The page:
Alberta’s oil & gas sector lost thousands of jobs in August

Alberta gained 9,700 jobs last month—it’s smallest increase since the pandemic began—but the forestry, fishing, mining, quarrying, oil and gas sector lost 9,100.

The federal government released their August 2020 job numbers yesterday, and for the fourth month in a row, job numbers are up in Alberta.

The net increase to jobs was 9,700. Compared to the increase of 28,200 in May, 91,600 in June, and 67,000 in July, this is, by far, the smallest since Alberta started reopening the economy. If we add all of them together, Alberta has seen 196,500 jobs “created” over the last four months.

Remember, however, that this follows two months of record job losses. Between February and April, Alberta lost 360,900 jobs, which means that there are still 165,400 lost jobs that haven’t recovered. Nearly half of the jobs lost during the pandemic shutdown—46% actually—remain unfilled.

Among workers 25 years of age and older, women workers made up 75% of the job increases. Men over 25 saw an increase of 2,700 (or 0.3%) compared to July. On the other hand, 8,100 more women over 25 were employed in August over the previous month, an increase of 0.9%.

Most sectors saw some job gains in Alberta for August. In fact, of the sectors reported by Statistics Canada, only 4 saw job losses in Alberta:

  • Forestry, fishing, mining, quarrying, oil and gas (-9,100)
  • Finance, insurance, real estate, rental, and leasing (-7,600)
  • Public administration (-4,100)
  • Agriculture (-1,300)
Labour Force Survey in brief: Interactive app, Statistics Canada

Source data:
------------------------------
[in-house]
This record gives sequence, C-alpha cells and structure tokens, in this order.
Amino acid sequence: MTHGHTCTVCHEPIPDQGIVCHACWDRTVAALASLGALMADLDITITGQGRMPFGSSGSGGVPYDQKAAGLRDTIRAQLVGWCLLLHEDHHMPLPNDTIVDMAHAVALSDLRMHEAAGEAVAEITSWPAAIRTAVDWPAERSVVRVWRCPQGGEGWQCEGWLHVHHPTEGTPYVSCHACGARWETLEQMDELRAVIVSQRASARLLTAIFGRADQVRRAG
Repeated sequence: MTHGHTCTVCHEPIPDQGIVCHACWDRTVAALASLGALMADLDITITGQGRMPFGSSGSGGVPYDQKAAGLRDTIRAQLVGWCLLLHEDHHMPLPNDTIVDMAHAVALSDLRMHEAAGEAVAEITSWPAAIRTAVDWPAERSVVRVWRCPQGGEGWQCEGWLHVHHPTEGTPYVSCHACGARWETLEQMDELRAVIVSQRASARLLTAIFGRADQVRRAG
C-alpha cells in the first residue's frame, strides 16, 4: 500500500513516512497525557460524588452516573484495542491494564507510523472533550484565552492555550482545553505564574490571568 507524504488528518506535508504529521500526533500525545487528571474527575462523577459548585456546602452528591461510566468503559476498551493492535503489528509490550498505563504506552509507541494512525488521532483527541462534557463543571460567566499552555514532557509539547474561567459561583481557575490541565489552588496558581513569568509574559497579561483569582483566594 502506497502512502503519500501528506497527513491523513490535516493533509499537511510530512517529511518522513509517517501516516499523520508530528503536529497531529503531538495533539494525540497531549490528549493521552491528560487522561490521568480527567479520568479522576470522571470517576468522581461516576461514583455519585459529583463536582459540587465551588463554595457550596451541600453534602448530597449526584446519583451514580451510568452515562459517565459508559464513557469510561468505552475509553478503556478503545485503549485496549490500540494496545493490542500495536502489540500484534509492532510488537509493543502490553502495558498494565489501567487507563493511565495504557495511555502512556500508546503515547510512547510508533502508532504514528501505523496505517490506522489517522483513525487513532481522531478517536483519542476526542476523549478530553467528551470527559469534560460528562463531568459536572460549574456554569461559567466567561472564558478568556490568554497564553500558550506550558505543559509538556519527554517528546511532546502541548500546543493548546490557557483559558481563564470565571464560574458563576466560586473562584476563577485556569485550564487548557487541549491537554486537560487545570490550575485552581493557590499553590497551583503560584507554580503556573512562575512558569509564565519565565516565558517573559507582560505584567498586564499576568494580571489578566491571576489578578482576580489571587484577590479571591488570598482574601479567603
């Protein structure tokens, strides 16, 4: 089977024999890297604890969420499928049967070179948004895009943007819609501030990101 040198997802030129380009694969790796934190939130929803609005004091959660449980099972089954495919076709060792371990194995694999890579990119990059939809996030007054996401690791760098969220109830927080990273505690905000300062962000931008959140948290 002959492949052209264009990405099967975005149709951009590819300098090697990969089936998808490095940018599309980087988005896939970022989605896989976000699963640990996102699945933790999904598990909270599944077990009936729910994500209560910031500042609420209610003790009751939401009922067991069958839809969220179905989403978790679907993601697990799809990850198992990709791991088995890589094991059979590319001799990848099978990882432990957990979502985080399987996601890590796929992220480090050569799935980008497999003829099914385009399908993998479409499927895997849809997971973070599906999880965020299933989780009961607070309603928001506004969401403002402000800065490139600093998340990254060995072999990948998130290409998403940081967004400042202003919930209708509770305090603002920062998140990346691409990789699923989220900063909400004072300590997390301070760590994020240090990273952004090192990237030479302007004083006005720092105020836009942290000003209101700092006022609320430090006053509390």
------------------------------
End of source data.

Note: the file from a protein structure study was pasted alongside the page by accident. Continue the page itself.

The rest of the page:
The report shows that Alberta’s private sector grew by 11,200 between July and August, but there were still 154,300 fewer private sector jobs than this time last year. Public sector jobs were down by 800 over July but lower than August 2019 by 30,800. Self employed jobs were also down by 800 over July but 8,100 higher than they were in July 2019.

Full-time jobs made up 84.5% of the new jobs, up from July, when full-time jobs made up 45% of the increase.

Between July 2019—when Jason Kenney introduced his so-called Job Creation Tax Cut—and Feburary 2020, Alberta saw 4 months with drops in full-time jobs, for a total of 52,600 full-time job losses (if you account for gains made in other months).

Full-time numbers worsened dramatically during the pandemic, with Jun, July, and August being the only months when we saw an increase in full-time jobs (72,000, 30,000, and 8,200, respectively). Alberta lost 252,800 full-time jobs during the pandemic. The increases over the last three months brings the full-time job deficit to 142,600.

If we include all the full-time job numbers both before and during the shutdown, the total number of full-time jobs lost since July 2019 are 195,200.

That’s over 13,943 full-time jobs lost every month since last July, on average. It’s over 4,000 full-time jobs lost per month if we ignore all the pandemic job losses.

Alberta’s unemployment rate was 11.8%, down 1 point since July, the second drop since the pandemic began, bring the total drop to 3.7 points. The participation rate fell to 68.6% since from July, which means fewer people are actually looking for work. And since the unemployment rate measures the number of people looking for work who aren’t employed, a drop in those looking for work will lower the unemployment rate. That being said, the province’s unemployment rate is still significantly higher than the 7.2% it was prior to the pandemic.

Canada also saw an increase in employment, with national jobs going up by 246,000, as restrictions continued to ease throughout the country. Combined with other increases during the latter part of the pandemic, employment is now within 1.054 million of pre-pandemic levels in the country. Jobs were up in nearly all provinces, but Newfoundland and Labrador led the way, with Alberta and PEI being tied with having the second largest drop in their unemployment rate.

The national unemployment rate dropped to 10.2% down from July’s 10.9%, June’s 12.3%, and May’s record 13.7%. It’s still higher than the pre-pandemic 5.6% the country saw in February.

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By Kim Siever

Kim Siever is an independent queer journalist based in Lethbridge, Alberta. He writes daily news articles, focusing on politics and labour.

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